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We live with the bitter harvest Carson sowed

I am happy to respond to Colin Armstrong's objections to my assessment of the Ulster Covenant and the unionist campaign to block Home Rule for Ireland (Write Back, December 11).

If he cares to look at my recent book Unhappy The Land: The Most Oppressed People Ever, The Irish?, he will see that the minor distinction between the Covenant, signed by the "men of Ulster" and the Declaration, signed by the "women of Ulster" is clearly drawn.

But the thrust of the two documents is the same. Women were hugely important in promoting the unionist campaign. Hopefully we wouldn't wish to set their 234,000 signatures so easily aside. Or would we?

On treason, my concern is with the motives of some - a minority - of Covenanters, who had every intention of defying the lawful authority of the State and by force of arms if necessary.

Mr Armstrong's attempt to explain how Ulster unionists could judge the Home Rule campaign as a "conspiracy" leads him into rather strained reasoning, if not outright apologetics.

Demands for Home Rule had been a constant in Irish public life since the 1880s at least. That some Ulster unionist leaders could be taken in by the wishful thinking he describes and that they could so misjudge the politics of the period 1912-14 are further indications of their political and strategic incompetence.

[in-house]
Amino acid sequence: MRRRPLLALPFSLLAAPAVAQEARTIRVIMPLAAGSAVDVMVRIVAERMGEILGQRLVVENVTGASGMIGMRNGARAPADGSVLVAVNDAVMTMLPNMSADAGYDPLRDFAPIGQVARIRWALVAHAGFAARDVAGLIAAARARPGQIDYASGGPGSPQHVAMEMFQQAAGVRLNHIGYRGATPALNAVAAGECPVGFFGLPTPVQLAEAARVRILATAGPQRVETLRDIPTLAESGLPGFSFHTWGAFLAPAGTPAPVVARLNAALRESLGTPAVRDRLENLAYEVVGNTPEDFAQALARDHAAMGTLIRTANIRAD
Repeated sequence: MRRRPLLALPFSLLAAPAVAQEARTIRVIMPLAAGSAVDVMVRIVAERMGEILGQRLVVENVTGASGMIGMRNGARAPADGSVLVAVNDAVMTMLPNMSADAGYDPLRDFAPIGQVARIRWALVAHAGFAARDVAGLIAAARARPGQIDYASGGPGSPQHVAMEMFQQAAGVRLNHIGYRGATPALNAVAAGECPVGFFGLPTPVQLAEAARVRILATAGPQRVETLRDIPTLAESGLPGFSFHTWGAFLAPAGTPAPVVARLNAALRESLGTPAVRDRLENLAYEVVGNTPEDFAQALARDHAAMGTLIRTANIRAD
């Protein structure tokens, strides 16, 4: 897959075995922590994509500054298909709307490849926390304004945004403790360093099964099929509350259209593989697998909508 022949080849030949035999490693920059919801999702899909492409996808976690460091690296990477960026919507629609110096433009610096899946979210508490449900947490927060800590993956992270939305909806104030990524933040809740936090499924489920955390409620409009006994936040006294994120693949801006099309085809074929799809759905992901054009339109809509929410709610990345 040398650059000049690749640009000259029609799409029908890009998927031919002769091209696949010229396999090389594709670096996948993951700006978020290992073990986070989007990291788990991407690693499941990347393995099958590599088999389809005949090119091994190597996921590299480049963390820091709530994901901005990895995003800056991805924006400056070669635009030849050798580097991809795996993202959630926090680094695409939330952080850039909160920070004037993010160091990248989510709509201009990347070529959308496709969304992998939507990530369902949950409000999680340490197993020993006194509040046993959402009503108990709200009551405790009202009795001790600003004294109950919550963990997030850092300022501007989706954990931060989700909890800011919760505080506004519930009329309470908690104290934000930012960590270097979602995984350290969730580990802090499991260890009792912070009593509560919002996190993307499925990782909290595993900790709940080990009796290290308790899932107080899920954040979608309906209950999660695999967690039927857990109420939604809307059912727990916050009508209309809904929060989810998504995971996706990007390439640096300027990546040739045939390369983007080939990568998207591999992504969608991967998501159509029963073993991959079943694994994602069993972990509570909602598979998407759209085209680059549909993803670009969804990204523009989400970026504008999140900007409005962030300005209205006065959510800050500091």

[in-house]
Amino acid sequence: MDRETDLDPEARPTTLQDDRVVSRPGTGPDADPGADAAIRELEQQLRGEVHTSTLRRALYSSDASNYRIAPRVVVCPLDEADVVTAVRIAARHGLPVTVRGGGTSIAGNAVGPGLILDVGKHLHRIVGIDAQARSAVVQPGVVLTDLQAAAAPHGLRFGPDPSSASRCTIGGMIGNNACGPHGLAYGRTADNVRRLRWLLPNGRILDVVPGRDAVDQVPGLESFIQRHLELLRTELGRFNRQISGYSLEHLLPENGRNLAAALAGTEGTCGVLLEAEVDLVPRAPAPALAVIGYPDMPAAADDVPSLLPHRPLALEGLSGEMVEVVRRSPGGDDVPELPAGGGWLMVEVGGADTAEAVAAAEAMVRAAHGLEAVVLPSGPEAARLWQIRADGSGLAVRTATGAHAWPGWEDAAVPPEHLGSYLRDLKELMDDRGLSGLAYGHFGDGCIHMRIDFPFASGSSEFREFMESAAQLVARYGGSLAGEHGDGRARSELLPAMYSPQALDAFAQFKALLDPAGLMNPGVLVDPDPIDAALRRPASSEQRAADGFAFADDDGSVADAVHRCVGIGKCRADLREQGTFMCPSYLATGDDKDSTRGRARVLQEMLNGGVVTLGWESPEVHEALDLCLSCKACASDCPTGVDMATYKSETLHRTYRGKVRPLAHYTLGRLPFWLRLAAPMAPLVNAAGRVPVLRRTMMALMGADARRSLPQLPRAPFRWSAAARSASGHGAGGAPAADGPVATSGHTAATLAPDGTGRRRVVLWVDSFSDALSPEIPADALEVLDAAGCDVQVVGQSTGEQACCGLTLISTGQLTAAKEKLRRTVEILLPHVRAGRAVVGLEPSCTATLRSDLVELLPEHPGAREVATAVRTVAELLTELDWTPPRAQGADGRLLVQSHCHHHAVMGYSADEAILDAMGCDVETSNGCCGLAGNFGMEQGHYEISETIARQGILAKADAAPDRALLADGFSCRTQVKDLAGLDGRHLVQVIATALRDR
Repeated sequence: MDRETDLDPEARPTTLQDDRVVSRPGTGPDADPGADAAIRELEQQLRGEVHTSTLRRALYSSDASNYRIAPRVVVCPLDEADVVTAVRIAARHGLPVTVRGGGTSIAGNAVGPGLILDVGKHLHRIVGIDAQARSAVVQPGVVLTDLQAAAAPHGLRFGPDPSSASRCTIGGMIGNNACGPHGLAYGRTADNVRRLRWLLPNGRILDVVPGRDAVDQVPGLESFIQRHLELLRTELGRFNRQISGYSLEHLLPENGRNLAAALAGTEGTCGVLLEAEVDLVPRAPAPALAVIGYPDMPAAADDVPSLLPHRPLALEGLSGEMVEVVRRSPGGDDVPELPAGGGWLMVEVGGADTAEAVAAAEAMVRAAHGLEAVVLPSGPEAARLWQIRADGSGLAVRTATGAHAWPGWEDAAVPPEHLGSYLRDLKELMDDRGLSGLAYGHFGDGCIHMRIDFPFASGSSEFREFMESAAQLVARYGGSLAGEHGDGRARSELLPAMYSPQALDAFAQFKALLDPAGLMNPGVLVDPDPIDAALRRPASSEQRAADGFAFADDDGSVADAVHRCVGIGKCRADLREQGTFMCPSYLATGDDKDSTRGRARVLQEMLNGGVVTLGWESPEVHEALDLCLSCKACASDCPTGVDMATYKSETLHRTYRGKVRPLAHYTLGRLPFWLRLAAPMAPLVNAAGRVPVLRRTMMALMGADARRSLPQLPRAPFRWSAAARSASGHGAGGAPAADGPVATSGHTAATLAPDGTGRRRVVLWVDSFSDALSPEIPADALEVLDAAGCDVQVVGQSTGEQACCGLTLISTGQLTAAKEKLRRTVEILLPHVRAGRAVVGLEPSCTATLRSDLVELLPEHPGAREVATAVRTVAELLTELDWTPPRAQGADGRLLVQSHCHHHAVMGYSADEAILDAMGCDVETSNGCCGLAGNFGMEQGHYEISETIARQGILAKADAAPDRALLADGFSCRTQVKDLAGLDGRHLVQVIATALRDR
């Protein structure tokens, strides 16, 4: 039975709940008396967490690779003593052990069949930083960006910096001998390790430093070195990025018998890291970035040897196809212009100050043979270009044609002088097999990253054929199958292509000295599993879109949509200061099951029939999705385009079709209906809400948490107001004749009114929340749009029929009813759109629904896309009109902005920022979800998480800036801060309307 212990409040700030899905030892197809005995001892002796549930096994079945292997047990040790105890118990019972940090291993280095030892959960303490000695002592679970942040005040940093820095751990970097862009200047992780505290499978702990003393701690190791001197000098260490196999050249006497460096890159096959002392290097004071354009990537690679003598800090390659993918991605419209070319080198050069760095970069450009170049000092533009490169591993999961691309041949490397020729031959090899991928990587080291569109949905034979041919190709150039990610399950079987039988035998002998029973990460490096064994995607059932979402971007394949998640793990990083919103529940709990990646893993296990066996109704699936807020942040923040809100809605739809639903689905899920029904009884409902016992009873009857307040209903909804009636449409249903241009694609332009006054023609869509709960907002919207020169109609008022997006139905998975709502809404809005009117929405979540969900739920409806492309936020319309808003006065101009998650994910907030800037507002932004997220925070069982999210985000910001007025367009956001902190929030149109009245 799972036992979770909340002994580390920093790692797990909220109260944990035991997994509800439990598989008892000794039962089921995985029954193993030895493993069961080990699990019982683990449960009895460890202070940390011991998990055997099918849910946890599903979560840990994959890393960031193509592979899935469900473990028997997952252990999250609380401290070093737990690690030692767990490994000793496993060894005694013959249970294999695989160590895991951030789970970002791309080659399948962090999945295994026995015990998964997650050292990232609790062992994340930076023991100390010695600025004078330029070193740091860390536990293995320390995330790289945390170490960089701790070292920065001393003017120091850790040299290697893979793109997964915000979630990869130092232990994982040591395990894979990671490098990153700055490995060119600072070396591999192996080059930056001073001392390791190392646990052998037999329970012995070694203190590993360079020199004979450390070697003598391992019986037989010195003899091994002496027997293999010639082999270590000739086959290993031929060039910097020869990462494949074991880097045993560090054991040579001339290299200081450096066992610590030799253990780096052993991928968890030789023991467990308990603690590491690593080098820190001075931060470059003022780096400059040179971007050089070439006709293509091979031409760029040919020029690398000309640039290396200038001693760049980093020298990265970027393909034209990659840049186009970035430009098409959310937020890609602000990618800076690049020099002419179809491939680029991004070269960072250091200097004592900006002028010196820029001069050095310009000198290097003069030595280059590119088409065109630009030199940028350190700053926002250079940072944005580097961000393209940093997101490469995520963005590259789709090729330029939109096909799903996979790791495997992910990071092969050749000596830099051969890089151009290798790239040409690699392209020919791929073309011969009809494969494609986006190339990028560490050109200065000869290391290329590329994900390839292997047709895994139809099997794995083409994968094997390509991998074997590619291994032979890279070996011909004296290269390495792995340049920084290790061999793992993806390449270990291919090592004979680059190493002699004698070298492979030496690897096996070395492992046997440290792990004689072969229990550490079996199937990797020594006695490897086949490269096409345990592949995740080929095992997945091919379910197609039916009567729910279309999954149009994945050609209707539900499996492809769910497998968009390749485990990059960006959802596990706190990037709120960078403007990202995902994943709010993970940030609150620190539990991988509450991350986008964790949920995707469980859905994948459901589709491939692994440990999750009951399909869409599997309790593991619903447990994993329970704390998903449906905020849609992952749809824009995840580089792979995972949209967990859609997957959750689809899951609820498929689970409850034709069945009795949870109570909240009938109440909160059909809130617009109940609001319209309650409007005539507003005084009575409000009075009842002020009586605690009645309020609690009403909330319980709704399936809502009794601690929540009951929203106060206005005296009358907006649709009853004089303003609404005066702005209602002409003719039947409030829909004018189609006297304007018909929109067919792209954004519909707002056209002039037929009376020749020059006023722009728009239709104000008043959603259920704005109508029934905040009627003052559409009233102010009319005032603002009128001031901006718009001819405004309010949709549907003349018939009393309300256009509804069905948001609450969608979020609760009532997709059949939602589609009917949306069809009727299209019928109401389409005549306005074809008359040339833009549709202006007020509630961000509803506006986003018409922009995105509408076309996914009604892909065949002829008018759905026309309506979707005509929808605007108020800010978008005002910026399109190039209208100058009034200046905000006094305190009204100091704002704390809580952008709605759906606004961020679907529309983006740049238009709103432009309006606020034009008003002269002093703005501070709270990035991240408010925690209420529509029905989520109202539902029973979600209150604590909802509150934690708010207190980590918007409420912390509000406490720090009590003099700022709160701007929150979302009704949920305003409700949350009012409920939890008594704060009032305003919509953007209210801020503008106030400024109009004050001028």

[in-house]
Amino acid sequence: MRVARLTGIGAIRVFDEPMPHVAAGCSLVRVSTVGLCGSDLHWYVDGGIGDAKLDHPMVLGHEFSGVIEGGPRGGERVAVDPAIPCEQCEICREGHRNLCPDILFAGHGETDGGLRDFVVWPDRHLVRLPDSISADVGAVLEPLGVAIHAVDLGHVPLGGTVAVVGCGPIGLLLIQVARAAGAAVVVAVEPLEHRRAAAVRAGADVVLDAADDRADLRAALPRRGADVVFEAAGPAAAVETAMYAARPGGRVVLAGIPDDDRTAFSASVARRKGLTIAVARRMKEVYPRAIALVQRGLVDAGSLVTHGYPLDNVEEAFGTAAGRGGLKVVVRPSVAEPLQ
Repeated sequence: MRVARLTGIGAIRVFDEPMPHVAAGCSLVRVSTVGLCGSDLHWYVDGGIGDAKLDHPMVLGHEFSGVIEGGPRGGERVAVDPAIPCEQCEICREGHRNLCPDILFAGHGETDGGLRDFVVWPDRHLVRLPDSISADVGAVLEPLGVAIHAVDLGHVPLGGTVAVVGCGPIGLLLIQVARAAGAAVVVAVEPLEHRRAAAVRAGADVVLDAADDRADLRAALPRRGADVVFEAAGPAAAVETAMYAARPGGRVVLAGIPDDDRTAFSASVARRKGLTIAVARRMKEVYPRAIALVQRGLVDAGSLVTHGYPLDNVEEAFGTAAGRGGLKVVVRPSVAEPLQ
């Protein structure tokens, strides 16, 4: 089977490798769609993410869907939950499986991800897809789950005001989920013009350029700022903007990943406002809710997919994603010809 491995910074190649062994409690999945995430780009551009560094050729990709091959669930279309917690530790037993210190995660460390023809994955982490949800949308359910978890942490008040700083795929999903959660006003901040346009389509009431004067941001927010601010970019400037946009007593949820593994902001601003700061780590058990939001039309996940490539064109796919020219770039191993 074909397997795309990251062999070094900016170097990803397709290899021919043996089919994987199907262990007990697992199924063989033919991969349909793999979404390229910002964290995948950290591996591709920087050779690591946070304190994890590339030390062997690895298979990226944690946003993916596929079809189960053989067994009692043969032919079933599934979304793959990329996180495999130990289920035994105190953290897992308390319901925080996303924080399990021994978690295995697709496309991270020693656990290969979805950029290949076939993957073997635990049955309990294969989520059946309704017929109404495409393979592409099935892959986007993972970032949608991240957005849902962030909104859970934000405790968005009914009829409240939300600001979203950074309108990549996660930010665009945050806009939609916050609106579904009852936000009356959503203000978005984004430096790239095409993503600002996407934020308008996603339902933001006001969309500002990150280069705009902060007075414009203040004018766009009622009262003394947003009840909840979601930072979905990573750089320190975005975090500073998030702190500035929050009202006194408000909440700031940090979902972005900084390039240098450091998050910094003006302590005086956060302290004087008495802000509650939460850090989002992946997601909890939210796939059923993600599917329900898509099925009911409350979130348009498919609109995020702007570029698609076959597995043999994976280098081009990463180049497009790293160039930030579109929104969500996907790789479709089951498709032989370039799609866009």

It is true that the Home Rule Act was placed on the statute book. The important point is that it was not implemented. The Covenanters sowed bitter seeds in 1912-14, with irresponsible rhetoric, parading, drilling and gun-running, and they subsequently reaped the blackened harvest.

Mr Armstrong avoids the link to the Rising in Dublin in 1916, which was one of the key points of the article. As I argued, Sir Edward Carson bears a heavy responsibility for undermining constitutional politics in Ireland by indulging in political brinkmanship that rested, at least in part, on an appeal to paramilitary arms.

I doubt if even he could have looked back with satisfaction on how it all turned out.


Institute of Irish Studies

Queen's University, Belfast

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